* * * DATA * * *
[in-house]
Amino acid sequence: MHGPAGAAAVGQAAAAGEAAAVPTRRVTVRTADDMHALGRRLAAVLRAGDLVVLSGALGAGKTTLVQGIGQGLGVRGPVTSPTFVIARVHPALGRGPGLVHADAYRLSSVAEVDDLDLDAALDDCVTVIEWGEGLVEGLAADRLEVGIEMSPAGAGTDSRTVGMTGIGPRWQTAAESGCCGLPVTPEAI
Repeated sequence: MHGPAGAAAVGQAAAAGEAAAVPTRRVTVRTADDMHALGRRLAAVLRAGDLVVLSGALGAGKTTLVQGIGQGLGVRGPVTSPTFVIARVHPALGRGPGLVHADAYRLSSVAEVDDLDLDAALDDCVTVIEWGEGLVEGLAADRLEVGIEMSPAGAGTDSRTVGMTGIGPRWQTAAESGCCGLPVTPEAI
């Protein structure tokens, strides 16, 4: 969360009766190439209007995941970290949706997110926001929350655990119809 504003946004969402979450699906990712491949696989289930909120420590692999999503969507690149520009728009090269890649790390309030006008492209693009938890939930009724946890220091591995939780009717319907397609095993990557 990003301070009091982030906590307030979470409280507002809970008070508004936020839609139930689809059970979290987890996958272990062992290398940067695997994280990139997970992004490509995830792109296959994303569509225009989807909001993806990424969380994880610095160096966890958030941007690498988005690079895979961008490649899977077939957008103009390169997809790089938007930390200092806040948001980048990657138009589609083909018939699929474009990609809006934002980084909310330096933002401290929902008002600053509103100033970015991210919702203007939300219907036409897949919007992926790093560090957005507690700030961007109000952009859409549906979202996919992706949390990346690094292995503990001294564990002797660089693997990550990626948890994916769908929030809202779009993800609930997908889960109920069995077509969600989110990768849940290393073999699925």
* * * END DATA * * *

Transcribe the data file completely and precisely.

[in-house]
Amino acid sequence: MHGPAGAAAVGQAAAAGEAAAVPTRRVTVRTADDMHALGRRLAAVLRAGDLVVLSGALGAGKTTLVQGIGQGLGVRGPVTSPTFVIARVHPALGRGPGLVHADAYRLSSVAEVDDLDLDAALDDCVTVIEWGEGLVEGLAADRLEVGIEMSPAGAGTDSRTVGMTGIGPRWQTAAESGCCGLPVTPEAI
Repeated sequence: MHGPAGAAAVGQAAAAGEAAAVPTRRVTVRTADDMHALGRRLAAVLRAGDLVVLSGALGAGKTTLVQGIGQGLGVRGPVTSPTFVIARVHPALGRGPGLVHADAYRLSSVAEVDDLDLDAALDDCVTVIEWGEGLVEGLAADRLEVGIEMSPAGAGTDSRTVGMTGIGPRWQTAAESGCCGLPVTPEAI
């Protein structure tokens, strides 16, 4: 969360009766190439209007995941970290949706997110926001929350655990119809 504003946004969402979450699906990712491949696989289930909120420590692999999503969507690149520009728009090269890649790390309030006008492209693009938890939930009724946890220091591995939780009717319907397609095993990557 990003301070009091982030906590307030979470409280507002809970008070508004936020839609139930689809059970979290987890996958272990062992290398940067695997994280990139997970992004490509995830792109296959994303569509225009989807909001993806990424969380994880610095160096966890958030941007690498988005690079895979961008490649899977077939957008103009390169997809790089938007930390200092806040948001980048990657138009589609083909018939699929474009990609809006934002980084909310330096933002401290929902008002600053509103100033970015991210919702203007939300219907036409897949919007992926790093560090957005507690700030961007109000952009859409549906979202996919992706949390990346690094292995503990001294564990002797660089693997990550990626948890994916769908929030809202779009993800609930997908889960109920069995077509969600989110990768849940290393073999699925």